The Recording Academy Seeks New Leader, But For What Exactly? (Column)
Neil Portnow's successor needs to build on his work -- and do a much better job communicating about it.
Since January, a lot of people in the music business have spent a lot of time talking about the Recording Academy. First the Grammy Awards telecast snubbed Lorde for the likes of Sting and Shaggy; then Recording Academy chief executive Neil Portnow made an ill-advised comment that women in the music business needed to "step up;" more recently, Portnow was accused of steering money away from its MusiCares charity to cover a financial shortfall from the Grammy Awards. (A Recording Academy spokesperson says this isn't true.)
Portnow -- who no one seems to believe is particularly sexist, despite the fact that he made an incredibly stupid comment -- will step down next year when his contract expires, and speculation about who should replace him, and what that person should look like, has already started. But that conversation should be preceded by one about what that person -- and the academy, for that matter -- should actually do.
That's less obvious than it might seem. The Recording Academy runs a number of valuable, effective programs -- the Grammy Museum, the MusiCares charity, an advocacy operation in Washington -- but it's not entirely clear what ties them together besides the fact that they're funded by membership dues and revenue from the Grammy telecast.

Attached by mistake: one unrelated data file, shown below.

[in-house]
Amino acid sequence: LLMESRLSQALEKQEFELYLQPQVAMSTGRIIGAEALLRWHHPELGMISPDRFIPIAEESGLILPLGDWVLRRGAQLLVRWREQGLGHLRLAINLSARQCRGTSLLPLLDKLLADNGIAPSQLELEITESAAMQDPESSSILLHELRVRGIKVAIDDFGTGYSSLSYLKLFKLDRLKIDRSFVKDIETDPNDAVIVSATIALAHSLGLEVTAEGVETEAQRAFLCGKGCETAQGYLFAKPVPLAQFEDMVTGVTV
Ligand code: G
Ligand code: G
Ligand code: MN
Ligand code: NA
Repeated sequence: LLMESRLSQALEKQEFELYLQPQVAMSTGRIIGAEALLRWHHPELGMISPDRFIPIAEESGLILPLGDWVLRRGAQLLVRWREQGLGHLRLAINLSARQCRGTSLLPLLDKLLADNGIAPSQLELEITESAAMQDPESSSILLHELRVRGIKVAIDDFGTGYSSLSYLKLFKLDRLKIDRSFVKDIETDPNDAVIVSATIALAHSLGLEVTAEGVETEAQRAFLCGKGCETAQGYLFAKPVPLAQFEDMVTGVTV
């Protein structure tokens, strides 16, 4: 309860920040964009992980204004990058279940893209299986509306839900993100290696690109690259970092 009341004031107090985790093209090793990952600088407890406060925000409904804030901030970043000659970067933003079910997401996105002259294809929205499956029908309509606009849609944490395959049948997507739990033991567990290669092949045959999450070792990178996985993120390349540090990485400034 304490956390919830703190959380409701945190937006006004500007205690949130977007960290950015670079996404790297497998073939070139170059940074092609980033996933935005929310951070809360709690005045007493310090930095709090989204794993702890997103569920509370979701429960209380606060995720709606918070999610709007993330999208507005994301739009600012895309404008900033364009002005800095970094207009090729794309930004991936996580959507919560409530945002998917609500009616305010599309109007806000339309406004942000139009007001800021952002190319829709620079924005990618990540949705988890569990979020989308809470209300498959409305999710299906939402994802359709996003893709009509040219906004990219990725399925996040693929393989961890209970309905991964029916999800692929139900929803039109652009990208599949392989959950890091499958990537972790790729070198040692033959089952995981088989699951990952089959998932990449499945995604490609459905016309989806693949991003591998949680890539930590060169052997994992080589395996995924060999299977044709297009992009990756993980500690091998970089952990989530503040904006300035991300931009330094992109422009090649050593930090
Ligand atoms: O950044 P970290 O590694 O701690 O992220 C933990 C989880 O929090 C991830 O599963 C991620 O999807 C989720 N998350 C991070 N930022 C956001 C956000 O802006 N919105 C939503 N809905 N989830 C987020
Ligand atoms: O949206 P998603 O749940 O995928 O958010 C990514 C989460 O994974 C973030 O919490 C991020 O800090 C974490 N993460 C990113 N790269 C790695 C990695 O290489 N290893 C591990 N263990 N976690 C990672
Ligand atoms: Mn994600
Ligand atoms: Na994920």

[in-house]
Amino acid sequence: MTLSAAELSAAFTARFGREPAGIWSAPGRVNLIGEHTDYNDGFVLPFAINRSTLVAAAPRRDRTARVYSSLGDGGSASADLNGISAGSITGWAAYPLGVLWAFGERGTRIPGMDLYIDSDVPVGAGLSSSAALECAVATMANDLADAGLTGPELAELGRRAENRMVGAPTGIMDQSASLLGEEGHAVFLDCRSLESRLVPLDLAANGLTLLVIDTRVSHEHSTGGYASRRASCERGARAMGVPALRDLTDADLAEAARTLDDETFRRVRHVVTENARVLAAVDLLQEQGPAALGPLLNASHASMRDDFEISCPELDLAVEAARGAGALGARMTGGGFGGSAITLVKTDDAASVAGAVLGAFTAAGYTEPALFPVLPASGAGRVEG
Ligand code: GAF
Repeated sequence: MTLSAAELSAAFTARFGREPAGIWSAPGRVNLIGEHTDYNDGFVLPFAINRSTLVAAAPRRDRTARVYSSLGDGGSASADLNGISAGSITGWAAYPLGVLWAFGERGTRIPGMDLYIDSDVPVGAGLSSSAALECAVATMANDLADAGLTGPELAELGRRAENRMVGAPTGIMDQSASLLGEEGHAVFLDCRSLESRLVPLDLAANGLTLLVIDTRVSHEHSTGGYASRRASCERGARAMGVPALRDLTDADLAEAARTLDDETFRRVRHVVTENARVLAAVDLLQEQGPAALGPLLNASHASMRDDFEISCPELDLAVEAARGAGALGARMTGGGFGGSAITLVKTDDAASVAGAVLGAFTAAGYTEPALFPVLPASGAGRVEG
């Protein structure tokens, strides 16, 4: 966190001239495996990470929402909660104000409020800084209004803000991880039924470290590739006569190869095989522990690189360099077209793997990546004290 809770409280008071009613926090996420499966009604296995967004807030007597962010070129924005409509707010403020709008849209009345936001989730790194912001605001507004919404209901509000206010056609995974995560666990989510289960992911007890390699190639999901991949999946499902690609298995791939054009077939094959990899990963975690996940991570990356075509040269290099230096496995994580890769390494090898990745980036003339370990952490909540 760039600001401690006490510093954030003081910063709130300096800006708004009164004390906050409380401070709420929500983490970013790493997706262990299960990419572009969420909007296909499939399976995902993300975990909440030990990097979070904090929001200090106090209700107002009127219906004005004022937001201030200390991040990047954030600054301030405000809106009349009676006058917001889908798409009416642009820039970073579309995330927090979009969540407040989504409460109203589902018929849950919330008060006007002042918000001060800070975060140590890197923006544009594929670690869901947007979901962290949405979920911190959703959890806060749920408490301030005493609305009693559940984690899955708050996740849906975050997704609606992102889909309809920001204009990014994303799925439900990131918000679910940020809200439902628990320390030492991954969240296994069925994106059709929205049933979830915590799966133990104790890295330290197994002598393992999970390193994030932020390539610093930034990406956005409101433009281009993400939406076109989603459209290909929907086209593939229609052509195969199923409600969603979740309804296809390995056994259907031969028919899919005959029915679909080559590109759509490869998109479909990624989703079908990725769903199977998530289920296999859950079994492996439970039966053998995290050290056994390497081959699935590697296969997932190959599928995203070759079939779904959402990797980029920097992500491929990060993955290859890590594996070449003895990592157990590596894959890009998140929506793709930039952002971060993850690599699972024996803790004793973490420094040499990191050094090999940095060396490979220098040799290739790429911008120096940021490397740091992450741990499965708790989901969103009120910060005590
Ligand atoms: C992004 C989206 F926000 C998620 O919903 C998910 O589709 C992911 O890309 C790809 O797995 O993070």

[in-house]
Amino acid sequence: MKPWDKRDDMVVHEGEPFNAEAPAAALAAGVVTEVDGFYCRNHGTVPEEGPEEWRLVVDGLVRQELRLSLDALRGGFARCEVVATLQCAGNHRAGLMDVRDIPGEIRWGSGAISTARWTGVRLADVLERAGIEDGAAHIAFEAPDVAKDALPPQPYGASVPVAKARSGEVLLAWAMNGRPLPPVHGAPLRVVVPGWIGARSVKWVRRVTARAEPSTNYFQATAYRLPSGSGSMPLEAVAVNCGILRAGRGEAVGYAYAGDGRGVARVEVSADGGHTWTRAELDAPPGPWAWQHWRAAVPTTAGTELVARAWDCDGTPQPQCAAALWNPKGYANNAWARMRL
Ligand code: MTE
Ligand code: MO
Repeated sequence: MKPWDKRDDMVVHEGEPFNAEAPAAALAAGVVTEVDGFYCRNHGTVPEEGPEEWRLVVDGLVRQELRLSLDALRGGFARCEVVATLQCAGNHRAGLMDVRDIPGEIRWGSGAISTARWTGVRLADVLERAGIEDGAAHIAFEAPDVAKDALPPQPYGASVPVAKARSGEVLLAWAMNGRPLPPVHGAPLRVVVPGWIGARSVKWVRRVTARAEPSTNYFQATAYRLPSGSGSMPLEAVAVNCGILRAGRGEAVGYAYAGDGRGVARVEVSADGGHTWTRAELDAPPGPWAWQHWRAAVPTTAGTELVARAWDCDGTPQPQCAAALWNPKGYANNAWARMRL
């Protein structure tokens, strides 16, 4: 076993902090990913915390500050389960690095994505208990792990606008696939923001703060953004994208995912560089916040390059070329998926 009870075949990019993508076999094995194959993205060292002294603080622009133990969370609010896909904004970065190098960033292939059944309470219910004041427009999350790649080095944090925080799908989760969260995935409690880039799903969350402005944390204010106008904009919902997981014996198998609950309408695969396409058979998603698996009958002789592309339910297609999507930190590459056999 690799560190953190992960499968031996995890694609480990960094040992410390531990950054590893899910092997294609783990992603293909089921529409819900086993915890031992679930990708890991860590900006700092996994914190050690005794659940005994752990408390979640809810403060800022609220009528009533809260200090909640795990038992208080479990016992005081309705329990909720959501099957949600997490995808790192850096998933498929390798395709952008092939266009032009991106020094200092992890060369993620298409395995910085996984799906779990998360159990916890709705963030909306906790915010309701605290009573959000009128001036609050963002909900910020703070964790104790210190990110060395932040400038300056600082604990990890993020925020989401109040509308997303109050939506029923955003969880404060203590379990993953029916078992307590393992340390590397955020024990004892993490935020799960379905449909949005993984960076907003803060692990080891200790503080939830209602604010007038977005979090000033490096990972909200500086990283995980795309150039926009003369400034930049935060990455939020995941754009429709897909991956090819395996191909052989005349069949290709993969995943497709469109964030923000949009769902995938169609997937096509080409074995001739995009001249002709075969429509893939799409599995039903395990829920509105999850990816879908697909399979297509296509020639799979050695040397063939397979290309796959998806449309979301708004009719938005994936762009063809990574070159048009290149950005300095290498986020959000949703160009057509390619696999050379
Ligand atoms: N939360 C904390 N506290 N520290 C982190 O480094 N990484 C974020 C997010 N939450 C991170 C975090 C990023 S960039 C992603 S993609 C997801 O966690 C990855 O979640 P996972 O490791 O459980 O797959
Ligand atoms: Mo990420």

For all the prestige its name implies, the Recording Academy is really just a nonprofit television production organization that charges its members to vote on who will receive prizes. (I'm exaggerating for effect -- membership has other benefits -- but you get the point.) That's not a bad thing -- it spends that money on worthy, music-related causes. And by turning the Grammy Awards into Grammy Week, it's managed to spend even more money on even more worthy music-related causes. Which is great. But the original idea was to promote the importance of pop music to the public, and it's worth asking whether that's still the goal, and how effective the organization is at it.
The concept of academies for entertainment dates back to 1926, when MGM co-founder Louis Mayer decided to create an organization to handle film industry labor disputes and give Hollywood producers and studio heads some respectability to go with their newfound wealth. The following January, all the guests at a banquet at the Ambassador Hotel became founding members of The Academy of Motion Picture Arts and Sciences -- BOOM, just like that. "The ‘Arts and Sciences' touch was genius," as the film historian David Thomson wrote in Vanity Fair, "because it made you think the Academy had always been there, arranged by God and Harvard and Albert Einstein."
The Recording Academy's origin is even less impressive. In 1957, when the Hollywood Chamber of Commerce created the Walk of Fame, the organization reached out to a group of music executives to pick some singers who deserved their own stars on the sidewalk. While these executives were at it, they decided to form an organization that would hand out awards in a televised ceremony. At the first Grammy Awards, in 1959, Domenico Modugno's version of "Nel blu dipinto di blu (Volare)" beat out "The Chipmunk Song" for Record of the Year. (At the time, viewers probably thought Alvin and the Chipmunks were a passing fad.)